Yes, COVID-19 can affect cats, but here's why you shouldn't worry.
woman laying with cat cats get covid
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The COVID-19 pandemic has affected everyone in the world, and our cats are no exception. The last two years have changed the way we live. While staying at home might have helped you get closer to your cat, it has probably also given you plenty of time to wonder if and how the novel coronavirus can impact your cat.

Can Cats Get COVID-19?

Yes, cats and other domestic pets can contract COVID-19, the disease caused by the SARS-CoV-2 coronavirus. According to the Centers for Disease Control (CDC), infections tend to happen after pets are in close contact with people infected with the COVID-19 virus.

Can I Give My Cat COVID-19?

It's somewhat common for cats to contract COVID-19 in households where humans are infected. Veterinarians at Texas A&M College of Veterinary Medicine & Biomedical Sciences screened pets living with people who have tested positive for COVID-19 and they identified the virus in about 17 percent of pets in infected households. So, if you have COVID-19, there's a decent chance your cat can get it as well.

If you are sick with COVID-19, the CDC does recommend avoiding contact with your cat. This includes "petting, snuggling, kissing, licking, sharing food, and sleeping in the same bed." Of course, we know how hard that can be. After all, our kitties offer much-needed comfort when we are sick. The best thing you can do is to ask your veterinarian for advice. If your cat is healthy, you may be able to take some precautions while still getting in some snuggle time.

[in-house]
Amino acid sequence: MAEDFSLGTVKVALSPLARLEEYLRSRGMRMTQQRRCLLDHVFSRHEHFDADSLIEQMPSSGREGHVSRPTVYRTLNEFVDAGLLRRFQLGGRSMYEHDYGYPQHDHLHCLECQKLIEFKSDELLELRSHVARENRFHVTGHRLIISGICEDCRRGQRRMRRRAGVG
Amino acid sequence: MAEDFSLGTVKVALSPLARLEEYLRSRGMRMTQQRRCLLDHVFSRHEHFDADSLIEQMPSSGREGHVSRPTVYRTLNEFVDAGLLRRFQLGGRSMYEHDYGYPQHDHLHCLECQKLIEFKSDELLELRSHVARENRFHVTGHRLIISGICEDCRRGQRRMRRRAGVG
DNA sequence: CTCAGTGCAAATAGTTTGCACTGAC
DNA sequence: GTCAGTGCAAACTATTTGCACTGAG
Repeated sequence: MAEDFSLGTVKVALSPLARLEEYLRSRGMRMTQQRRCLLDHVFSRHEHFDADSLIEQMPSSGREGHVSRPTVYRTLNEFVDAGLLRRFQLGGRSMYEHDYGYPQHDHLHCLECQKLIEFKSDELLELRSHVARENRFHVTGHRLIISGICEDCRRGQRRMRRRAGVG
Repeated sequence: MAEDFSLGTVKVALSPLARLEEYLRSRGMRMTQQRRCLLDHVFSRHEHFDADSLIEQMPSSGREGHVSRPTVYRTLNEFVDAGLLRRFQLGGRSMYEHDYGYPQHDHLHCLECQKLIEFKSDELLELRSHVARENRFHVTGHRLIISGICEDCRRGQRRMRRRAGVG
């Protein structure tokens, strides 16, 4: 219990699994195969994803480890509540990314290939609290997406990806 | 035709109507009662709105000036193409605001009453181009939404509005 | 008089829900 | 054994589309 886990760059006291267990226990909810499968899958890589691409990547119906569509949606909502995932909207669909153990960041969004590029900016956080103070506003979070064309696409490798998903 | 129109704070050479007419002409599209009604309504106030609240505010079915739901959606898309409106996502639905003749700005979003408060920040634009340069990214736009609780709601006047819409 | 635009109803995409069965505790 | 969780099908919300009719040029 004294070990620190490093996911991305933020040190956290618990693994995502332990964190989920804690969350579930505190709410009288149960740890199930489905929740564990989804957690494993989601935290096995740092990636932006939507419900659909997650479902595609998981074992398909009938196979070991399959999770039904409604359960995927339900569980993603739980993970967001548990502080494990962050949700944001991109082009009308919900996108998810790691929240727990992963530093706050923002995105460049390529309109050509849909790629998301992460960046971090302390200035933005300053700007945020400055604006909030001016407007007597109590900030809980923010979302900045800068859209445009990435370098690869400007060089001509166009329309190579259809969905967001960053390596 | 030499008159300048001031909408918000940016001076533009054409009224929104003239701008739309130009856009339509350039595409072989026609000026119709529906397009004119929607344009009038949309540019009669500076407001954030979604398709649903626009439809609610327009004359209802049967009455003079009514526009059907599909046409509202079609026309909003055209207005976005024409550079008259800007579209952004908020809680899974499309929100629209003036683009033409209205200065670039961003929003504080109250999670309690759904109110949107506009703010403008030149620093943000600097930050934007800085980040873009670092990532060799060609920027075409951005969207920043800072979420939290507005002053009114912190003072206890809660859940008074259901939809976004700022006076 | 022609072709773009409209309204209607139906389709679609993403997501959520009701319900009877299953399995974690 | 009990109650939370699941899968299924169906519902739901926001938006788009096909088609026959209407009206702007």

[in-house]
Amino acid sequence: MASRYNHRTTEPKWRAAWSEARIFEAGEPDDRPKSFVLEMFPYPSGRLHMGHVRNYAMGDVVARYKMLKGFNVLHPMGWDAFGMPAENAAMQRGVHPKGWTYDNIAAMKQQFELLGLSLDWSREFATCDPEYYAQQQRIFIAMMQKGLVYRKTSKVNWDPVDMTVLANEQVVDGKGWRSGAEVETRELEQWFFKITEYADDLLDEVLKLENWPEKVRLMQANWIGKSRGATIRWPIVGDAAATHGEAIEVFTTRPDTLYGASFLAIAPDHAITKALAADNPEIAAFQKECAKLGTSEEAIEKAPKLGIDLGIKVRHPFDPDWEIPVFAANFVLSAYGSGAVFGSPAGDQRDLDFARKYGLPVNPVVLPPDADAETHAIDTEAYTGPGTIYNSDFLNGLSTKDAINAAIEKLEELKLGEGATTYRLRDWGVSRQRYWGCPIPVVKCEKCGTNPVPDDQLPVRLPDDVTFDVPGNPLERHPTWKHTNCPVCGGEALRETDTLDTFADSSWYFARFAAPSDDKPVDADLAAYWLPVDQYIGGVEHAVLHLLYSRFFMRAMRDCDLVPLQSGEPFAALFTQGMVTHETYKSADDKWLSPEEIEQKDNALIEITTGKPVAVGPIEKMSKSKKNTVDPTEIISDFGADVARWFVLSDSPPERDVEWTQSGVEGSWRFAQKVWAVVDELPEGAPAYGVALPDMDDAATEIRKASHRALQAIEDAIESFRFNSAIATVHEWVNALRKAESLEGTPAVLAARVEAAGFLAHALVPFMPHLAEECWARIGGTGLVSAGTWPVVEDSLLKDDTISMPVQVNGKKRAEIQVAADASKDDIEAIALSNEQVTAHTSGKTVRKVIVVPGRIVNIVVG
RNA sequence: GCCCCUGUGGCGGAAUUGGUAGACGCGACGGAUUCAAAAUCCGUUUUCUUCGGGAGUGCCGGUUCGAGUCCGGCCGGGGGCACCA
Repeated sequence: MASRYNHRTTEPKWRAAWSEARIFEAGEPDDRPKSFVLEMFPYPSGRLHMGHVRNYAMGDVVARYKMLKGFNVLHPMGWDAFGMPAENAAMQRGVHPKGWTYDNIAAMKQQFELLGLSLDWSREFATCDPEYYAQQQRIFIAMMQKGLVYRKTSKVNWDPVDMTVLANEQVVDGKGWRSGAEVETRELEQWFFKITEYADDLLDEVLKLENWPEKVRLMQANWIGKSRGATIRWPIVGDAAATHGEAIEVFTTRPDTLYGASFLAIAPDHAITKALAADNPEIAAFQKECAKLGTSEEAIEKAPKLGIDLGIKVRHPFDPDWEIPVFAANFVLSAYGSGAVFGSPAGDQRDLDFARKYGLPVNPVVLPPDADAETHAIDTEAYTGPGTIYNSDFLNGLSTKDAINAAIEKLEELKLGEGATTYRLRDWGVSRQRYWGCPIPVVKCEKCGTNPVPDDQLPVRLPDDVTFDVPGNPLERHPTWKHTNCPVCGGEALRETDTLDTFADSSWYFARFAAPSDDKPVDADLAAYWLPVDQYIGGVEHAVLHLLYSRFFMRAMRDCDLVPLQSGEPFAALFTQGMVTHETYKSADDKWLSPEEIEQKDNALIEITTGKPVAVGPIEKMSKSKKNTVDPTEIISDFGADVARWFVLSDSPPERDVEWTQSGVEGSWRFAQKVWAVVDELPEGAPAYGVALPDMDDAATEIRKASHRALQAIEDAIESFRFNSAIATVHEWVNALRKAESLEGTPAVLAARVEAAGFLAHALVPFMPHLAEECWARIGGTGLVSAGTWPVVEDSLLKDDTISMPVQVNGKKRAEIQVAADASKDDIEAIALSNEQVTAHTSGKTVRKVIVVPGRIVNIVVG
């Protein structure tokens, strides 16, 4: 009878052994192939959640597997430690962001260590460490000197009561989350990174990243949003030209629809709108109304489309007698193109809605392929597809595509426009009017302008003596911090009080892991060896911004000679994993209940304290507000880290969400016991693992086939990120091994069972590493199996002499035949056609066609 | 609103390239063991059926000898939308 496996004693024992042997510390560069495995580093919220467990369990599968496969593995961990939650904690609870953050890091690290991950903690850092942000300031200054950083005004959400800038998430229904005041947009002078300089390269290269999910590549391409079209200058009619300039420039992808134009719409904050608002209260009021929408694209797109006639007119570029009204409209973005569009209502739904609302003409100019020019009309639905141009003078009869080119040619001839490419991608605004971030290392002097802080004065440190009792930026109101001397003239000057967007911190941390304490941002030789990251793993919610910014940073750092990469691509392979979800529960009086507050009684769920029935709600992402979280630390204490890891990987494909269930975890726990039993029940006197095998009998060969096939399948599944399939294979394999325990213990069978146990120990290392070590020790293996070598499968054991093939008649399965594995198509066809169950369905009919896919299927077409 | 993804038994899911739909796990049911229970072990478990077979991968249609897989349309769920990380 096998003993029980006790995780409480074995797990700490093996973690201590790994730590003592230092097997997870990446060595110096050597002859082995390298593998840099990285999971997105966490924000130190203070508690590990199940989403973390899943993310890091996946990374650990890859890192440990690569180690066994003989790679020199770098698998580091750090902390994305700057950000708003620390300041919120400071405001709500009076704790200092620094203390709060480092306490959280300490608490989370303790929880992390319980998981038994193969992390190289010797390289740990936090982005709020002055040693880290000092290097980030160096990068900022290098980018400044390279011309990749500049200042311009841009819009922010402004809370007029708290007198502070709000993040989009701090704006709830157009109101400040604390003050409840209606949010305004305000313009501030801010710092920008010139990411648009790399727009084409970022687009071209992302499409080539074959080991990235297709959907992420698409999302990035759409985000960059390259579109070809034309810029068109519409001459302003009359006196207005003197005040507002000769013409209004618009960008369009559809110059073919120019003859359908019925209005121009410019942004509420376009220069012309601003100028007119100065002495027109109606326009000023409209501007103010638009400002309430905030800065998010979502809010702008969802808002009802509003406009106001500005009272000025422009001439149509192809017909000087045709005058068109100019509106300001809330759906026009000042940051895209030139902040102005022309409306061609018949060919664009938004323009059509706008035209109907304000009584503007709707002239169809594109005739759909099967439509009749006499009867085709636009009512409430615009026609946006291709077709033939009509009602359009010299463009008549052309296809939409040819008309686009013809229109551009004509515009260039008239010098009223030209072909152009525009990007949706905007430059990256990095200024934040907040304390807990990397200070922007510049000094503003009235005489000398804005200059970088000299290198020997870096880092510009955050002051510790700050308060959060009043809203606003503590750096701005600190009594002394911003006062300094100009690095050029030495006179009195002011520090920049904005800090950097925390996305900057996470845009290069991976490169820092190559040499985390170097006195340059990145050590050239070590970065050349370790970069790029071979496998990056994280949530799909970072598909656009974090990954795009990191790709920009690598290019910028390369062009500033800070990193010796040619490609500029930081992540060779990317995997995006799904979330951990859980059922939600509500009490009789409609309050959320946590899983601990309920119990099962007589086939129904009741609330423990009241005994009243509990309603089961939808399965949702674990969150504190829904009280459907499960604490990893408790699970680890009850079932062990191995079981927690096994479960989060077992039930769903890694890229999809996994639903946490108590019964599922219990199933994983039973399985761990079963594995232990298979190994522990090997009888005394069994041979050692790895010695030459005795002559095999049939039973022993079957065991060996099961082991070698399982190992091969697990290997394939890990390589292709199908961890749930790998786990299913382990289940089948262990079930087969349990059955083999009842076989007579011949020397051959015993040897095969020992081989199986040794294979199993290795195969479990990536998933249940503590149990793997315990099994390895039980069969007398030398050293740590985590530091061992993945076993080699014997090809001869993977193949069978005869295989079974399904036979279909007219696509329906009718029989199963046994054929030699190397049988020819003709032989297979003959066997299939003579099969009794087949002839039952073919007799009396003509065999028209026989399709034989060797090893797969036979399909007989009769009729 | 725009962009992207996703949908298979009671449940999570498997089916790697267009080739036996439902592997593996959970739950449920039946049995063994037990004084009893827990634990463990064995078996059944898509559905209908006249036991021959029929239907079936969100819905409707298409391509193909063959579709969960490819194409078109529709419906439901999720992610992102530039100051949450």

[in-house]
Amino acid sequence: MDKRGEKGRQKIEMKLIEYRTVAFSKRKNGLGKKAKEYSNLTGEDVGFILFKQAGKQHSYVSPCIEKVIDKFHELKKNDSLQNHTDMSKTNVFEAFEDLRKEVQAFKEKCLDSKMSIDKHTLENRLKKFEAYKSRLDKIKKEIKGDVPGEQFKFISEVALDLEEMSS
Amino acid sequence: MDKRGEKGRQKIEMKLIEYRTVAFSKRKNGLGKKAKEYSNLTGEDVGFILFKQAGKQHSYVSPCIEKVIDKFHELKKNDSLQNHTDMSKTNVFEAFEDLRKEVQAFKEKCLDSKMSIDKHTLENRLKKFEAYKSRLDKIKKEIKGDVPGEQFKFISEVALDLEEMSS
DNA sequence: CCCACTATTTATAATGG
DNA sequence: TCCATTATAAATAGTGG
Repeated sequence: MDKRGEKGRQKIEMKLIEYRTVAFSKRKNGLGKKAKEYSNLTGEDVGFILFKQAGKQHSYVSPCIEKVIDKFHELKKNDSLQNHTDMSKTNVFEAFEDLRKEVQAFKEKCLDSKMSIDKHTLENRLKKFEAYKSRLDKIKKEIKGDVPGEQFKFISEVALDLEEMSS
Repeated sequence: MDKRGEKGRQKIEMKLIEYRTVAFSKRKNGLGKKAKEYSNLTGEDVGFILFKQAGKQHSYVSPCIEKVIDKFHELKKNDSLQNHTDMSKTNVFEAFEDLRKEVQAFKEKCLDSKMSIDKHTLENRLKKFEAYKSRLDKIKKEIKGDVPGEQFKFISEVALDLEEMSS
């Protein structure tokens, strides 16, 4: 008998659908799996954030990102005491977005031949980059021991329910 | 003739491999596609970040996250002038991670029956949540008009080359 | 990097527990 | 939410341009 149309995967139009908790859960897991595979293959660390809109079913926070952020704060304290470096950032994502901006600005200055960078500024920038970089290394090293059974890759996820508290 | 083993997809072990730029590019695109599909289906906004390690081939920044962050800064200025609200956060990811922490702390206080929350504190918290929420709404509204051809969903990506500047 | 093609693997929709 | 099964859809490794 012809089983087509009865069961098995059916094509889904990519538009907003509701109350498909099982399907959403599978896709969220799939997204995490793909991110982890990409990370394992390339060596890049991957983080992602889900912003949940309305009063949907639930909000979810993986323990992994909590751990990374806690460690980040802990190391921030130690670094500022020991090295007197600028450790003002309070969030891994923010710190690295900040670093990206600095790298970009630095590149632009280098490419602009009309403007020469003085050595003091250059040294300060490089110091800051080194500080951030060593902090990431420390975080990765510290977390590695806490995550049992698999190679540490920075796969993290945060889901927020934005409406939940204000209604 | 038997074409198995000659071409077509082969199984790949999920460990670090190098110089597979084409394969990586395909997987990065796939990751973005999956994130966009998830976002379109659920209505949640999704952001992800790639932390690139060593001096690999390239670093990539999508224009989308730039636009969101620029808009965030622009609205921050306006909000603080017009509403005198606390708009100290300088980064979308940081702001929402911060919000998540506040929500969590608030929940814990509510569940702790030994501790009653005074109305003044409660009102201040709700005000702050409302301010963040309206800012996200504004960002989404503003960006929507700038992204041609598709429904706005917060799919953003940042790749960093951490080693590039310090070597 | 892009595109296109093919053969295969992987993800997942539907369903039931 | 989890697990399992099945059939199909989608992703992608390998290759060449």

Can Cats Give COVID-19 to Humans or Other Animals?

So, cats can get COVID-19 from humans, but can they give it to humans or other animals? "The risk of pets spreading COVID-19 to people is low" according to the CDC. The American Veterinary Medical Association (AVMA) states that cats and dogs "are not easily infected under natural conditions, and there is no evidence that infected cats or dogs spread the virus to other animals or to people."

While this is good news, it doesn't mean it can't happen. If you have COVID-19 and your pet becomes sick, contact your veterinarian before taking your cat to the vet in-person. If your cat does need to be seen by a vet, they will want to take some precautions (and they'll probably want a non-infected person to bring in your cat).

Symptoms of COVID-19 in Cats

Cats who contract the SARS-CoV-2 coronavirus will often show no signs of COVID-19 infection. When cats do get sick from COVID-19, the signs are similar to those in humans but usually very mild. Most cats experience symptoms associated with upper respiratory tract infections, such as:

  • Coughing
  • Fever
  • Trouble breathing or shortness of breath
  • Lethargy
  • Runny nose or nasal congestion
  • Sneezing
  • Eye discharge
  • Vomiting
  • Diarrhea

Treatment For COVID-19 in Cats

Because COVID-19 does not tend to cause serious illness in cats, treatment is often unnecessary. Some cats will need supportive care, which can include fluids, rest, and anti-inflammatory medications, if needed, to ease discomfort. Your veterinarian may be able to advise you over the phone about home supportive care. However, some cats may need hospitalized care, especially if they get dehydrated or develop secondary infections.

How Long Does COVID-19 Infection Last in Cats?

Cats infected with the SARS-CoV-2 coronavirus typically only shed the virus for a few days. If they become sick, symptoms may last a few days to a few weeks depending on the individual cat.

Is There a Cat Coronavirus Vaccine?

An experimental coronavirus vaccine has been used in some zoos on big cats and other animals. However, this vaccine is not available for domestic cats, nor is it being recommended by veterinarians.